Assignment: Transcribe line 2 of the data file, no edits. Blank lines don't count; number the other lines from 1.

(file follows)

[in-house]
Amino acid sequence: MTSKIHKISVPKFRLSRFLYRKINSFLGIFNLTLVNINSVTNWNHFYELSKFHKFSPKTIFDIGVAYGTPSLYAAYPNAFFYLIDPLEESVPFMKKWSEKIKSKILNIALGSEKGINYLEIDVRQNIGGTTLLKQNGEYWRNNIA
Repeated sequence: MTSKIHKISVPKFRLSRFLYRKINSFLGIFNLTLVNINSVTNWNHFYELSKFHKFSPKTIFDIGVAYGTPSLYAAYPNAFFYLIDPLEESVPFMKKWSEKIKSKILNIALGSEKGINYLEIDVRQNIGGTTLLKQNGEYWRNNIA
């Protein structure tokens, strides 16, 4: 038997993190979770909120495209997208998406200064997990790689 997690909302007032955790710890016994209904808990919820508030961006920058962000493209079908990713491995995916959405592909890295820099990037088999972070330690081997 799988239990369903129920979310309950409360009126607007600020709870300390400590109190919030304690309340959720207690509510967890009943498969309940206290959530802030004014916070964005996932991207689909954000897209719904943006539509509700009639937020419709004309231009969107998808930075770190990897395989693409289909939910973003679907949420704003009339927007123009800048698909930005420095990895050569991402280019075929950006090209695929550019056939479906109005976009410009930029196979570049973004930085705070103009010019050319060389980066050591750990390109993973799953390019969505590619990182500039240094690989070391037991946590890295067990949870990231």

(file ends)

Amino acid sequence: MTSKIHKISVPKFRLSRFLYRKINSFLGIFNLTLVNINSVTNWNHFYELSKFHKFSPKTIFDIGVAYGTPSLYAAYPNAFFYLIDPLEESVPFMKKWSEKIKSKILNIALGSEKGINYLEIDVRQNIGGTTLLKQNGEYWRNNIA